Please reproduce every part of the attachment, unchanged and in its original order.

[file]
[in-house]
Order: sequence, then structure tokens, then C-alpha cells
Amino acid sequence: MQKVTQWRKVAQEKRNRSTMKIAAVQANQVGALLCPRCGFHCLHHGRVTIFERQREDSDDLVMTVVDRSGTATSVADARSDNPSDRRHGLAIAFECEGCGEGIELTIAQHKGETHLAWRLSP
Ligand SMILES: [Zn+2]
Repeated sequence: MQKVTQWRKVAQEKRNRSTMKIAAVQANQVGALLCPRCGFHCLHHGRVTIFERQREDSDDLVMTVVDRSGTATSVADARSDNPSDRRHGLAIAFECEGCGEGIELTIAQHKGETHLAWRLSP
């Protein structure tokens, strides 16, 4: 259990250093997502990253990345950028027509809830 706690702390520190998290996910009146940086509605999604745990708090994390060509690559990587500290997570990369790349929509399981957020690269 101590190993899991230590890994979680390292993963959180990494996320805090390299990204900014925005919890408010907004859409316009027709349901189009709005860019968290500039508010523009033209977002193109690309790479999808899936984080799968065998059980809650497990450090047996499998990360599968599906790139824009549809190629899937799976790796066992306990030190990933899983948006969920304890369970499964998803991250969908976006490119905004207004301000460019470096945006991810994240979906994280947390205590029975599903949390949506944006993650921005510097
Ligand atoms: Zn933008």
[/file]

[in-house]
Order: sequence, then structure tokens, then C-alpha cells
Amino acid sequence: MQKVTQWRKVAQEKRNRSTMKIAAVQANQVGALLCPRCGFHCLHHGRVTIFERQREDSDDLVMTVVDRSGTATSVADARSDNPSDRRHGLAIAFECEGCGEGIELTIAQHKGETHLAWRLSP
Ligand SMILES: [Zn+2]
Repeated sequence: MQKVTQWRKVAQEKRNRSTMKIAAVQANQVGALLCPRCGFHCLHHGRVTIFERQREDSDDLVMTVVDRSGTATSVADARSDNPSDRRHGLAIAFECEGCGEGIELTIAQHKGETHLAWRLSP
């Protein structure tokens, strides 16, 4: 259990250093997502990253990345950028027509809830 706690702390520190998290996910009146940086509605999604745990708090994390060509690559990587500290997570990369790349929509399981957020690269 101590190993899991230590890994979680390292993963959180990494996320805090390299990204900014925005919890408010907004859409316009027709349901189009709005860019968290500039508010523009033209977002193109690309790479999808899936984080799968065998059980809650497990450090047996499998990360599968599906790139824009549809190629899937799976790796066992306990030190990933899983948006969920304890369970499964998803991250969908976006490119905004207004301000460019470096945006991810994240979906994280947390205590029975599903949390949506944006993650921005510097
Ligand atoms: Zn933008």